Rec center still wrecked

Due to the harrowing reality that the campus is without basketball and volleyball courts for the time being, students have been left to question when they will get their beloved gym back.

According to Jessica Way, Director of Student Center and Event Operations and Campus Recreation at Sonoma State University, the restoration of the Everest Gym floor is set to commence in a few weeks, and is scheduled to be finished by late October. 

Way has been the focal figure in handling Rec Center operations, and the one that has spent a significant amount of time on this issue with the Everest Gym. 

In May of last year, a rogue soccer ball met one of the Everest Gym’s fire sprinklers, and from this collision, water coated the entire Everest gym floor. Engineering was phoned immediately following the incident, and the water was shut off within 30 minutes of the initial breakage. Way personally insisted her relationship with this particular incident was not a great one.

“We are not friends” she said, referring to the pipe burst. 

Time could only tell what the gym floor’s response would be to the water, whether it would or wouldn’t result in the hardwood floor bowing. Once it was clear the hardwood floor did indeed begin to bow, Way immediately phoned to outside sources, beginning the process of restoring the gym floor. 

Now, this is where the head-scratching, hair-pulling, floor -stomping phase of the process reared its ugly head. At the beginning of the summer, with the ideas of what needed to be done in hand, the paperwork was drawn up. 

It shouldn’t be hard for anyone to understand this is a reasonably elongated process, and without question a detailed approach was needed to be taken by all parties involved.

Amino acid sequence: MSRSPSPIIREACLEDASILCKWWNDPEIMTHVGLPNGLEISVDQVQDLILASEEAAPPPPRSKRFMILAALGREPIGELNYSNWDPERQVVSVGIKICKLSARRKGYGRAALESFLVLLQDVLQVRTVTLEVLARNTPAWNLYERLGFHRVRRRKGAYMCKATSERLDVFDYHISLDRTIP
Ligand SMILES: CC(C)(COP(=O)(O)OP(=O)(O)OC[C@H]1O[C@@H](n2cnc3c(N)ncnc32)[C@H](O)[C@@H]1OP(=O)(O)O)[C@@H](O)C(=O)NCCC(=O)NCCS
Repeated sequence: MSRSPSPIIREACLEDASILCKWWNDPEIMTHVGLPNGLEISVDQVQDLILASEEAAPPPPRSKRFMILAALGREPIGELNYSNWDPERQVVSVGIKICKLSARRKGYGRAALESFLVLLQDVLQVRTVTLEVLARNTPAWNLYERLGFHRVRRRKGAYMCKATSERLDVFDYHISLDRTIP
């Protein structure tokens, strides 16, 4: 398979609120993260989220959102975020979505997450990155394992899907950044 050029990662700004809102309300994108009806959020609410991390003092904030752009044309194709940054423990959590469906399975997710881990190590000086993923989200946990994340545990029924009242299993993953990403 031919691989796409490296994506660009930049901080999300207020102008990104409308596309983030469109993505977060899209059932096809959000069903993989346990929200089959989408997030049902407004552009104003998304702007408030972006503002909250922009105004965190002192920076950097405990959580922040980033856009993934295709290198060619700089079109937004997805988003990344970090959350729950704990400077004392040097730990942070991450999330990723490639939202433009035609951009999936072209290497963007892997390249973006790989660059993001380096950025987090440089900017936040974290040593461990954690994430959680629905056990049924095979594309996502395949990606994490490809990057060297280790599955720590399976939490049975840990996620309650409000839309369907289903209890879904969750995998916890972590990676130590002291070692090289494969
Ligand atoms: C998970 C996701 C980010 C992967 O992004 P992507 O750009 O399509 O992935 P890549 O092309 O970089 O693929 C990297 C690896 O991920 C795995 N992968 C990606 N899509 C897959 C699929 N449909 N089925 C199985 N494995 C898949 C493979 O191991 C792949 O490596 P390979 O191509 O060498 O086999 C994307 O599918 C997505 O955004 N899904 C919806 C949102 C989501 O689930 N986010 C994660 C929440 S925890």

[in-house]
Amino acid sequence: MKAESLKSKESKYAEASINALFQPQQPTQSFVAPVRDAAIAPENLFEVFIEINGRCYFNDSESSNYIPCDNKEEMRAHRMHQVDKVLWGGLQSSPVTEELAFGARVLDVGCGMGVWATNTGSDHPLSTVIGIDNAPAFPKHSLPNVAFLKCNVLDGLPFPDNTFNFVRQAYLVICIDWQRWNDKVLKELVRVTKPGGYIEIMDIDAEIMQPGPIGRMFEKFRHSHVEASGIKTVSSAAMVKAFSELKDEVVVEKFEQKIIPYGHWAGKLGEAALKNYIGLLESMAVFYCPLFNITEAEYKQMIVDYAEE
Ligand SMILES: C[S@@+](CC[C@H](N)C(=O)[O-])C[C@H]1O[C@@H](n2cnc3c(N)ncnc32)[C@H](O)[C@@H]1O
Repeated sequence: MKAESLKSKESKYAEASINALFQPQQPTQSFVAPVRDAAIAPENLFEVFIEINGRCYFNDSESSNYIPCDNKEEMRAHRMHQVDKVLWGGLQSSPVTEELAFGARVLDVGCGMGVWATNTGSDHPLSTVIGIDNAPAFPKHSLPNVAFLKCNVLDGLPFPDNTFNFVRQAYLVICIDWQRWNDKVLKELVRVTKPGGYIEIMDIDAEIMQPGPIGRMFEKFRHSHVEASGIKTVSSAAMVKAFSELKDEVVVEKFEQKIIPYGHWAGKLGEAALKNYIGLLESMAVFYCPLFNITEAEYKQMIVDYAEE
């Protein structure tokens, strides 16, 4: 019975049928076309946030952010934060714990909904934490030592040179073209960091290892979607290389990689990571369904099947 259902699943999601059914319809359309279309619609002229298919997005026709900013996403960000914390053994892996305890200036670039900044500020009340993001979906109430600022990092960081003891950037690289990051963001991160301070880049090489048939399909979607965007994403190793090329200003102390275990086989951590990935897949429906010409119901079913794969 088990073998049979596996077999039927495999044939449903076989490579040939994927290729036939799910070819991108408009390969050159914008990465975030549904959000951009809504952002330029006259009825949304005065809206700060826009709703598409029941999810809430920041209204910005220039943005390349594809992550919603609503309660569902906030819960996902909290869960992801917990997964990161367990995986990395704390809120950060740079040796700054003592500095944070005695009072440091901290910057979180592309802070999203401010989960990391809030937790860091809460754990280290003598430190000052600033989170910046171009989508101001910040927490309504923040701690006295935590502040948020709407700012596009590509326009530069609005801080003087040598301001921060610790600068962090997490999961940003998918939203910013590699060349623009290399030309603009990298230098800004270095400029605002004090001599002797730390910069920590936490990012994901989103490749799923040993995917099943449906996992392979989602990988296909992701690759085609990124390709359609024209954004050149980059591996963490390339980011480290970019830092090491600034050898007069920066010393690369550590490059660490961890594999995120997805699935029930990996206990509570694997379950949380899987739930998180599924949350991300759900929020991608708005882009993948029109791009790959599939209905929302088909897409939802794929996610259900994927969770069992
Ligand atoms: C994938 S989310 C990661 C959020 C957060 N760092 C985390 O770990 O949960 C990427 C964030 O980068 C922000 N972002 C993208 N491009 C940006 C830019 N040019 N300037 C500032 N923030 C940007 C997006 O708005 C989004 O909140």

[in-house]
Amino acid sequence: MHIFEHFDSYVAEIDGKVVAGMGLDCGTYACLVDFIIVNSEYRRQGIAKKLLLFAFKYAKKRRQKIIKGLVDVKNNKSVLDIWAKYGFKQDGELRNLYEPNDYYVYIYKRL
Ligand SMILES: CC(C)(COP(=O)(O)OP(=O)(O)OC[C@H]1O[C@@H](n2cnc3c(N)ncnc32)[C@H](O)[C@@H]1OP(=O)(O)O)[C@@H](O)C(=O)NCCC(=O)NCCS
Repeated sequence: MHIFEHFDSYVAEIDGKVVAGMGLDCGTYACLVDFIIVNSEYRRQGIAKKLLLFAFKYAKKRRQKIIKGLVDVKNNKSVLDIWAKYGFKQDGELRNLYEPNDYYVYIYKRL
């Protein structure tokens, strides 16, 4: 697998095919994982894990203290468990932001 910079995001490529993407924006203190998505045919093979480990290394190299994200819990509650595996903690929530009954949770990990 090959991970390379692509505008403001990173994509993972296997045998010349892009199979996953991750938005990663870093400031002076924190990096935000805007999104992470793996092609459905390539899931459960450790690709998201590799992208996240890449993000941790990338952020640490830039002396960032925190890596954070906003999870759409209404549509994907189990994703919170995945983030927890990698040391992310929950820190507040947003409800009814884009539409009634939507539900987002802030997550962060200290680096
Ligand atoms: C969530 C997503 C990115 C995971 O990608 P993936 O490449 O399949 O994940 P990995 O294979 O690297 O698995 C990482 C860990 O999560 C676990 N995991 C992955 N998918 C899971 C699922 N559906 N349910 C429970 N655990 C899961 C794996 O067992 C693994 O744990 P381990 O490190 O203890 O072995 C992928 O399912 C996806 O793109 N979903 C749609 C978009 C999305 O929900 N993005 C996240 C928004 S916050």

Since Sonoma State is a public institution, there’s a laundry list of laws and obligations the school must follow in order to carry out a project of this magnitude legally.

Work was alleged to begin in early August befor students moved in for the fall semester, but due to a misallocation of the paperwork processing, the operation was stopped dead in its tracks. 

Try not to buy the narrative that the the head of Rec Operations at Sonoma State doesn’t care about our on-campus athletic resources-- you couldn’t be more wrong. The process is complicated, but the school understands how important the courts are to athletes here. 

“For face value, it looks like there is nothing physically happening, where all the work is happening right this moment is in offices,” Way said. 

Those involved in the restoration understand that the moment you enter the Rec you are greeted by a cream tarp covering one of the three large entrances that reveals seemingly nothing being done to improve the state of our gym floor. 

However, the real work, to restore ground the Everest Gym is a particular topic of urgency, and if all goes to plan, Seawolves are going to have their Everest back in no time.